I'm sure organized crime could make the same arguments for their business practices (e.g. paying people off to ensure there's no competition).  And most customers have no idea/could care less what's going on at the business level as long as they're getting products for as cheap as possible.  It's pretty easy to create a monopoly in an industry without having customers even notice what's going on.  This is the very reason we have higher level organizations in place to regulate industry.
    Give one example of a monopoly which was "easy to create" without utilizing State power to enforce it.
  • Reply 30 of 73
    auxioauxio Posts: 2,487member
    auxio said:
    I'm sure organized crime could make the same arguments for their business practices (e.g. paying people off to ensure there's no competition).  And most customers have no idea/could care less what's going on at the business level as long as they're getting products for as cheap as possible.  It's pretty easy to create a monopoly in an industry without having customers even notice what's going on.  This is the very reason we have higher level organizations in place to regulate industry.
    Give one example of a monopoly which was "easy to create" without utilizing State power to enforce it.
    Microsoft in the PC industry circa 1998 (using similar contracts with OEMs).  Tell me who was competing with them at that time?
    edited April 2016
  • Reply 31 of 73
    cnocbuicnocbui Posts: 3,613member
    auxio said:
    saltyzip said:
    “Our concern is that, by requiring phone makers and operators to pre-load a set of Google apps, rather than letting them decide for themselves which apps to load, Google might have cut off one of the main ways that new apps can reach customers,”

    So what does Apple do that's different?
    Apple doesn't impose their policy on other phone manufacturers.  I'm fairly certain this is the reason for concern over how Google's policies are stifling competition.  It's good to spend a bit of time thinking about things rather than knee-jerk reacting.
    Google don't force phone manufacturers to use Android.  They are perfectly free to go off and make their own OS like Samsung did with Bada and Tizen.  Nothing stopping them from using Windows Phone OS, either.  Google also don't prevent users from downloading and using alternative apps, either.

    The EU are being barking mad on this one..
    singularity
  • Reply 32 of 73
    cnocbuicnocbui Posts: 3,613member

    I myself don't want to pay 80% of my income in taxes. It's why I don't live in Europe. Google can whine about it all they want and their apologists can rant and rave about it. It doesn't change anything. Apple's business model seems acceptable and Google's is not. 
    I live in Europe and I don't want to pay 80% of my income in taxes either, so I don't,  it's more like 43% if you include the VAT when you spend what you net.  You don't want to know what my son's College fees are, you might cry.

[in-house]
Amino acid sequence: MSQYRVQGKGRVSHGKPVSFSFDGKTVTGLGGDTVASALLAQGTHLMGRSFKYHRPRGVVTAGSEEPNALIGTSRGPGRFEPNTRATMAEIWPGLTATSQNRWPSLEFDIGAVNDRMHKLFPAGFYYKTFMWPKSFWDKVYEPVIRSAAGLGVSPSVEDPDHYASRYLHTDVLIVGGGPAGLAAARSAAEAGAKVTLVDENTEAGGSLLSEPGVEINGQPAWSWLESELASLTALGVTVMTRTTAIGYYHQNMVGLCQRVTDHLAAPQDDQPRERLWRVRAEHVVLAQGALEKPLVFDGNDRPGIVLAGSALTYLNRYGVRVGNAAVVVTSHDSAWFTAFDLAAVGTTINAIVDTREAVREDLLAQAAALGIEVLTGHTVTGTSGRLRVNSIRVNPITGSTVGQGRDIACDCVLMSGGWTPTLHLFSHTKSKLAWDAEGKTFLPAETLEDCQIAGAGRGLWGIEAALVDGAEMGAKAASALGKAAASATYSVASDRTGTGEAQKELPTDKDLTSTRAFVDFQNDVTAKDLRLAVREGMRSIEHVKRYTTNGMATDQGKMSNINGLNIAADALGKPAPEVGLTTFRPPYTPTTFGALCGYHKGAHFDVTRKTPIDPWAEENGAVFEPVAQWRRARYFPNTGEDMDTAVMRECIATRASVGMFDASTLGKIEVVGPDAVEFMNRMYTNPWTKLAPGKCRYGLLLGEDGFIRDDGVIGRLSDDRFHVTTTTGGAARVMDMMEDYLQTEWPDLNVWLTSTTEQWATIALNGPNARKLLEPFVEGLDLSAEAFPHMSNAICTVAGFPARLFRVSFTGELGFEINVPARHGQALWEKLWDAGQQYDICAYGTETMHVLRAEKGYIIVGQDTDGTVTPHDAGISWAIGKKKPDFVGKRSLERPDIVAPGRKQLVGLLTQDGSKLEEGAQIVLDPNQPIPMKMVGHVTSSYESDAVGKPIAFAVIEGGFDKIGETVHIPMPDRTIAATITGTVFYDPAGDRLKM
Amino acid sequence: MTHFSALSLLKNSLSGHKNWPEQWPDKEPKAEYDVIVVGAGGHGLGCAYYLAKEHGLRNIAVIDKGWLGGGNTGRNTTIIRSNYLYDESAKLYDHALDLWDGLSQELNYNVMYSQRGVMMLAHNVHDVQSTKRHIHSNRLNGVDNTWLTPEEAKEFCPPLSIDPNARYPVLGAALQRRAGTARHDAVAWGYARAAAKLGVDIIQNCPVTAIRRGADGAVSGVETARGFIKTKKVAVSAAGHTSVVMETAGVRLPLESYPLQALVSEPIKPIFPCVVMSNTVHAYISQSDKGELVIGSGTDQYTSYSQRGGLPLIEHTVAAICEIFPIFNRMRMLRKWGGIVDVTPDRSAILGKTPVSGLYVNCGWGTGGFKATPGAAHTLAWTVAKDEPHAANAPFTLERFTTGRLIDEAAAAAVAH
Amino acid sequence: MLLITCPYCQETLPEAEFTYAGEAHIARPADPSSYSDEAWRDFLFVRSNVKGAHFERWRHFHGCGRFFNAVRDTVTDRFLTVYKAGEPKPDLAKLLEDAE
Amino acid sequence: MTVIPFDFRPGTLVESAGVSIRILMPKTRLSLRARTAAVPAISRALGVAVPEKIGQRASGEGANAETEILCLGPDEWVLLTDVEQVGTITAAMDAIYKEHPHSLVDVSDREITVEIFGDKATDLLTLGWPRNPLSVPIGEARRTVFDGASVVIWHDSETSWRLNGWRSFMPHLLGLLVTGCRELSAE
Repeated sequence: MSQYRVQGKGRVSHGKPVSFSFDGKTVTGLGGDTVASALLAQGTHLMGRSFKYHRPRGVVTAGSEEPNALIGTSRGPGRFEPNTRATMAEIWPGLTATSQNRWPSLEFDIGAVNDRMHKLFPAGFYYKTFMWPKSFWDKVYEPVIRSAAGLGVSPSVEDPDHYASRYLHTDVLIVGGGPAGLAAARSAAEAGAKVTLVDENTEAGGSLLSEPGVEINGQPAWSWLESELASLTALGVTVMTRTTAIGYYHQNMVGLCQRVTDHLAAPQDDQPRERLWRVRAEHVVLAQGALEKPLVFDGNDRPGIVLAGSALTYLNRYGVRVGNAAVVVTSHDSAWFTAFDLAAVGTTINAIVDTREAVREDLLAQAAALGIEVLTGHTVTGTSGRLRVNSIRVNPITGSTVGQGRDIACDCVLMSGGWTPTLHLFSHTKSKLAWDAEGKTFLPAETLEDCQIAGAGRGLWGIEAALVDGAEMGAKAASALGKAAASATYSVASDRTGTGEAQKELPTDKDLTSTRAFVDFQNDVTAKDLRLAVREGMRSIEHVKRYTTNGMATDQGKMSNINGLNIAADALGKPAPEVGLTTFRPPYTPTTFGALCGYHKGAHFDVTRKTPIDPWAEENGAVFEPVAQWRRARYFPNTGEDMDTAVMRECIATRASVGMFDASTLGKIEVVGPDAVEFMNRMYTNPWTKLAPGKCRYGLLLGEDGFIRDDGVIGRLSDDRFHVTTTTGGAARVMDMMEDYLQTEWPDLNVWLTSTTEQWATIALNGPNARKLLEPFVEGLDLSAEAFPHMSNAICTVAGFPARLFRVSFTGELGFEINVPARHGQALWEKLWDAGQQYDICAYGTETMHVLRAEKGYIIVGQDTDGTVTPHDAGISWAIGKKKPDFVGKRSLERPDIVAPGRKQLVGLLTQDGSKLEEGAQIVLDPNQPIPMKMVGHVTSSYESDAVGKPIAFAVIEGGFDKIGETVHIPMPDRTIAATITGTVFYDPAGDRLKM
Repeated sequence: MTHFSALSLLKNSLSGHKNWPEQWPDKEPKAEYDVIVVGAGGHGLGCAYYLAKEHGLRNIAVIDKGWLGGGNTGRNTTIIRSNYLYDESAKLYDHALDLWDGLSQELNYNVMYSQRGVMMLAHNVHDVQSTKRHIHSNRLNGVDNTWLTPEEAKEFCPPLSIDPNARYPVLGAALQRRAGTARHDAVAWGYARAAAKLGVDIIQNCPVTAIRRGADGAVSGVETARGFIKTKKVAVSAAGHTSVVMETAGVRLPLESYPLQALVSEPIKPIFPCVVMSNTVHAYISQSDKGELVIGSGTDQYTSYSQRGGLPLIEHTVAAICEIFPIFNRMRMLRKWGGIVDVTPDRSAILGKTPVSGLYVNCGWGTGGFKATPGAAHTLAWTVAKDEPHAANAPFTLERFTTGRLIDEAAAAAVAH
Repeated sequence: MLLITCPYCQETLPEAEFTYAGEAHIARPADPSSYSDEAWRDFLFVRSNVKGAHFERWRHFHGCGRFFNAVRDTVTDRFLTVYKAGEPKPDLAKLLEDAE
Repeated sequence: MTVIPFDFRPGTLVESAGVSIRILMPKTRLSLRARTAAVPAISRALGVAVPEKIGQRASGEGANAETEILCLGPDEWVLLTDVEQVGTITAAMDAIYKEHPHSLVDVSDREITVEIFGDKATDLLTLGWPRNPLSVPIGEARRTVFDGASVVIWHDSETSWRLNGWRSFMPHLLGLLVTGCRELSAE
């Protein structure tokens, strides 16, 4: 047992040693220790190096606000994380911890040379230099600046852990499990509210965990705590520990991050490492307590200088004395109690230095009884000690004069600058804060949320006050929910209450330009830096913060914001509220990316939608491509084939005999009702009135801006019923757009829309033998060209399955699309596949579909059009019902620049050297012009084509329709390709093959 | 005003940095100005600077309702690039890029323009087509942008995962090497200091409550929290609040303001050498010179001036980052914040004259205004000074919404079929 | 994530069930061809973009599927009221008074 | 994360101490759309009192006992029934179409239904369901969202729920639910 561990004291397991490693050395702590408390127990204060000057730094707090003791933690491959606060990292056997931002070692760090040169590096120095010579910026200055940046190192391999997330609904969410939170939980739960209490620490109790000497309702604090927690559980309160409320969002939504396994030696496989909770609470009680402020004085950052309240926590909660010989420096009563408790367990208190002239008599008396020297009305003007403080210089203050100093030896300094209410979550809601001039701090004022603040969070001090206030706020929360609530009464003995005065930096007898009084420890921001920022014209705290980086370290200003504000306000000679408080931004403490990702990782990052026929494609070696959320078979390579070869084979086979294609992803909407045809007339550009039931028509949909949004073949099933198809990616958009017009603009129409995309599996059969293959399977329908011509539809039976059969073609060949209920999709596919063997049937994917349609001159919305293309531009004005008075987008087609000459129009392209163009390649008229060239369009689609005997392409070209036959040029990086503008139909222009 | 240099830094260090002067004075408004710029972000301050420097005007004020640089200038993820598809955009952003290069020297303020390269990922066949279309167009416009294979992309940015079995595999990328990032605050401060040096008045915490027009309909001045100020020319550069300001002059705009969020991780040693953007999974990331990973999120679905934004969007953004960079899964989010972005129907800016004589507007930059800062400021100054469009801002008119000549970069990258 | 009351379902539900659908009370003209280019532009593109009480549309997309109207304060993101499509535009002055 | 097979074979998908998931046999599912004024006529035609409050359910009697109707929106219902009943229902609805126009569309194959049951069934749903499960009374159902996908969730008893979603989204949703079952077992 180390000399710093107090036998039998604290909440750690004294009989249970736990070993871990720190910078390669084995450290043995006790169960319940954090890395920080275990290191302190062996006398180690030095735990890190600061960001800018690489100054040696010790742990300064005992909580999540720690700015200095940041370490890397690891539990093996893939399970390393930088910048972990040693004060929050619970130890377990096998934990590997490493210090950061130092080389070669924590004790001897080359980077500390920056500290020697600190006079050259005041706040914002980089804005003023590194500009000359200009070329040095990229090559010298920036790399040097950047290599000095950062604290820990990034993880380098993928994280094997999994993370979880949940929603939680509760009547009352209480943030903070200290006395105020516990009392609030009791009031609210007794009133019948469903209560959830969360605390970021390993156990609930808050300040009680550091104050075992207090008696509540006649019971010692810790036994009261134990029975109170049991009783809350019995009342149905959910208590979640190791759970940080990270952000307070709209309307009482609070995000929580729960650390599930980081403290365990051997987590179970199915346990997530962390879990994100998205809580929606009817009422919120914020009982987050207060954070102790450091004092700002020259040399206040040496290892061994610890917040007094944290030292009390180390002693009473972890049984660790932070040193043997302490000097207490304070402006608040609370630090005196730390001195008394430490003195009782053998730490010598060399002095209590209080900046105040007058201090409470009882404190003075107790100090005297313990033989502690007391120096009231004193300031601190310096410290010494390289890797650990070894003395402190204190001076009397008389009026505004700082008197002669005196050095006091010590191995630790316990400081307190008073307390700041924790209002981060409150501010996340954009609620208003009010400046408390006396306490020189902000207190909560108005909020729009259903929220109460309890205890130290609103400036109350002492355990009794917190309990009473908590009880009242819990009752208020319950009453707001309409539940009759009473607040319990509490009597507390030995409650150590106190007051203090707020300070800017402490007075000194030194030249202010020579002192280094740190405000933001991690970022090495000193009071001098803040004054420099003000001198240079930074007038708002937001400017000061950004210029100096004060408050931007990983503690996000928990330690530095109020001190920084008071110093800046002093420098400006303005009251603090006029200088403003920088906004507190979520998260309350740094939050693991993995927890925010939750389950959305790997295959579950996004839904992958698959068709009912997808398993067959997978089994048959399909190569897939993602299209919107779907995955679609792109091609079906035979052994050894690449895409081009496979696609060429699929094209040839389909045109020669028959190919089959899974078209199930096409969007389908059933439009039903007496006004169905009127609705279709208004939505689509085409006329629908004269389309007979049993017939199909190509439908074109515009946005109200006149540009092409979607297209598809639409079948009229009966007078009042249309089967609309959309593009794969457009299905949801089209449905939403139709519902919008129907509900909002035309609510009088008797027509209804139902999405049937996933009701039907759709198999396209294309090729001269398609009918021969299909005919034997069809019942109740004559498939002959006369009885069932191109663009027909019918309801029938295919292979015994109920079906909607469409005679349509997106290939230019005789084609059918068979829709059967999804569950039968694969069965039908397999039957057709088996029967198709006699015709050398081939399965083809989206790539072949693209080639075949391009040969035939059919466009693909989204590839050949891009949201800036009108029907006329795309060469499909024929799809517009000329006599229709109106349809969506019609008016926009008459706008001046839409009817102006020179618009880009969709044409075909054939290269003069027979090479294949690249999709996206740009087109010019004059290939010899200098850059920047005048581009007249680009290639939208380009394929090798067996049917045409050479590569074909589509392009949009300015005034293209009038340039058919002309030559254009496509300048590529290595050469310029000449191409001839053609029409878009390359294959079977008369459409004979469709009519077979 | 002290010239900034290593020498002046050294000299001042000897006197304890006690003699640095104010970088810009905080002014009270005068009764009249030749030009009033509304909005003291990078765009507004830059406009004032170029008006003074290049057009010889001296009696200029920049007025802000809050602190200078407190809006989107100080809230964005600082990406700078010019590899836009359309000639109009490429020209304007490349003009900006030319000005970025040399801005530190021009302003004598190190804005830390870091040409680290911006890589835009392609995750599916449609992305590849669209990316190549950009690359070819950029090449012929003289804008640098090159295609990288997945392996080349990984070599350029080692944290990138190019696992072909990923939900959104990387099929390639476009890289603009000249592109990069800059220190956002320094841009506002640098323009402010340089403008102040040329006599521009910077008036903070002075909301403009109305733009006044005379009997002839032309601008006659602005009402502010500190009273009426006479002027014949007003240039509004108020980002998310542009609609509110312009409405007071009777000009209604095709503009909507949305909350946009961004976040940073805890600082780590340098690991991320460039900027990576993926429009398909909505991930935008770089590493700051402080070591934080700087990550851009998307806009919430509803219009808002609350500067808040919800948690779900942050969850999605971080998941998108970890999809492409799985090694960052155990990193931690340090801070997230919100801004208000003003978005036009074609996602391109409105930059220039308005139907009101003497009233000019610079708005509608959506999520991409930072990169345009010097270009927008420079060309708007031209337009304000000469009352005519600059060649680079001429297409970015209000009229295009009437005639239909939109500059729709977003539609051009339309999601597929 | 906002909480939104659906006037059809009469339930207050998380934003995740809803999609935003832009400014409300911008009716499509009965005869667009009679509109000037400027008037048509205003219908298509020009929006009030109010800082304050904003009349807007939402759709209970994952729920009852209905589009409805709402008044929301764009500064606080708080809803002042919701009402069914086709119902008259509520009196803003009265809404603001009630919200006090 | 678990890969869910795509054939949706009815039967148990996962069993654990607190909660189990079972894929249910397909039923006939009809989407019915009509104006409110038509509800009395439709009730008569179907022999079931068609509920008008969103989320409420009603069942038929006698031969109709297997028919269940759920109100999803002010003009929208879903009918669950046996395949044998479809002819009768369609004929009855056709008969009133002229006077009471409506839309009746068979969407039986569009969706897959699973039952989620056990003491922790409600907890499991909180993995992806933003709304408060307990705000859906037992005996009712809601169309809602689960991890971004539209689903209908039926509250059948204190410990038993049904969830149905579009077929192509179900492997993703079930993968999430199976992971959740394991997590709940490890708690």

• Reply 33 of 73
    cnocbuicnocbui Posts: 3,613member
    sog35 said:
    lkrupp said:
    Apple preloads its own apps too and they cannot be deleted. What's the difference here? The same thing could apply to desktop PCs and Tablets that have preinstalled software through marketing agreements. That being said I think it's incredibly stupid of the EU to essentially require devices to be shipped bare of all apps. That's about as consumer unfriendly as it gets.
    Google can put whatever apps they want on THEIR OWN PHONES.

    But forcing OTHER PHONE makers to put Google Apps is the problem.
    How do Google force manufacturers to put Android on their phones?  Do they force Apple to put Android on iPhones?
    singularity
  • Reply 34 of 73
    auxioauxio Posts: 2,487member
    cnocbui said:
    sog35 said:
    Google can put whatever apps they want on THEIR OWN PHONES.

    But forcing OTHER PHONE makers to put Google Apps is the problem.
    How do Google force manufacturers to put Android on their phones?  Do they force Apple to put Android on iPhones?
    So if I start up a small handset manufacturing company, tell me what my real world options are for an operating system at this point?  You know, the ones which will actually ensure I'm competitive in the marketplace with other manufacturers.  Windows perhaps, but Microsoft will want a licensing fee, which means competitors using Android can undercut me.

    Or I start up a small app business and have a great idea for an app which triangulates phone locations better than anyone else and I'm looking to secure contracts with handset manufacturers?
    edited April 2016
  • Reply 35 of 73
    os2baba said:
    It's not the same situation at all.  Google does not prevent handset manufacturers from installing their own apps.  It just insists that they have to install the Google apps *as well*.  Big difference.  Plus, Android itself lets you choose which app to be used as the default, the first time and if you desire, every time an operation is performed that launches an app that implements an Android Intent.  On Android, the first time an operation is performed Google's apps don't even get any kind of preference.  They are shown in a list along with every other app that can satisfy the request.